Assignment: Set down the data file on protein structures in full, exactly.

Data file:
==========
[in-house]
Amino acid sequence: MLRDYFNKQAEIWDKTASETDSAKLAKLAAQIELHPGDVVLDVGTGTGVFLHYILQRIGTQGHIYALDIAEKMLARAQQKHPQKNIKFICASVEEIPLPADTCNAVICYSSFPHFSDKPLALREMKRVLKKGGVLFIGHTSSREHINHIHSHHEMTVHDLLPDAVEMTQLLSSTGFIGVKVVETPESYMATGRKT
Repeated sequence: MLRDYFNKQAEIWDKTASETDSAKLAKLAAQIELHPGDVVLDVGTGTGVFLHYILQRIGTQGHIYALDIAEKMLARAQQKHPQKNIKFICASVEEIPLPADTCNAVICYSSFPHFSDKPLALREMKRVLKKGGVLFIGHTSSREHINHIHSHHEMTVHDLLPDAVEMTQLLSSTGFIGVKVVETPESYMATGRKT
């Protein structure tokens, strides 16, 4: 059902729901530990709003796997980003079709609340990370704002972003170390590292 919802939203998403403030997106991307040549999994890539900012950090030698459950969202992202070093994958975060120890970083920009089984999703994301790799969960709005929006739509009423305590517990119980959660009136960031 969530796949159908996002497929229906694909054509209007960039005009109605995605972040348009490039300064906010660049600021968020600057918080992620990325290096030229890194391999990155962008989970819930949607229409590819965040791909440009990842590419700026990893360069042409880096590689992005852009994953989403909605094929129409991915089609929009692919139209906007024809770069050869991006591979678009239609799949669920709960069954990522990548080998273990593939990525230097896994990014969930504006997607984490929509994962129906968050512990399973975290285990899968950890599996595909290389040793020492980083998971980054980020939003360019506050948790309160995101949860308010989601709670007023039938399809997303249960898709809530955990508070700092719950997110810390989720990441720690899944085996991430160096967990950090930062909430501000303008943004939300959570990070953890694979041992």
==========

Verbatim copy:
[in-house]
Amino acid sequence: MLRDYFNKQAEIWDKTASETDSAKLAKLAAQIELHPGDVVLDVGTGTGVFLHYILQRIGTQGHIYALDIAEKMLARAQQKHPQKNIKFICASVEEIPLPADTCNAVICYSSFPHFSDKPLALREMKRVLKKGGVLFIGHTSSREHINHIHSHHEMTVHDLLPDAVEMTQLLSSTGFIGVKVVETPESYMATGRKT
Repeated sequence: MLRDYFNKQAEIWDKTASETDSAKLAKLAAQIELHPGDVVLDVGTGTGVFLHYILQRIGTQGHIYALDIAEKMLARAQQKHPQKNIKFICASVEEIPLPADTCNAVICYSSFPHFSDKPLALREMKRVLKKGGVLFIGHTSSREHINHIHSHHEMTVHDLLPDAVEMTQLLSSTGFIGVKVVETPESYMATGRKT
């Protein structure tokens, strides 16, 4: 059902729901530990709003796997980003079709609340990370704002972003170390590292 919802939203998403403030997106991307040549999994890539900012950090030698459950969202992202070093994958975060120890970083920009089984999703994301790799969960709005929006739509009423305590517990119980959660009136960031 969530796949159908996002497929229906694909054509209007960039005009109605995605972040348009490039300064906010660049600021968020600057918080992620990325290096030229890194391999990155962008989970819930949607229409590819965040791909440009990842590419700026990893360069042409880096590689992005852009994953989403909605094929129409991915089609929009692919139209906007024809770069050869991006591979678009239609799949669920709960069954990522990548080998273990593939990525230097896994990014969930504006997607984490929509994962129906968050512990399973975290285990899968950890599996595909290389040793020492980083998971980054980020939003360019506050948790309160995101949860308010989601709670007023039938399809997303249960898709809530955990508070700092719950997110810390989720990441720690899944085996991430160096967990950090930062909430501000303008943004939300959570990070953890694979041992």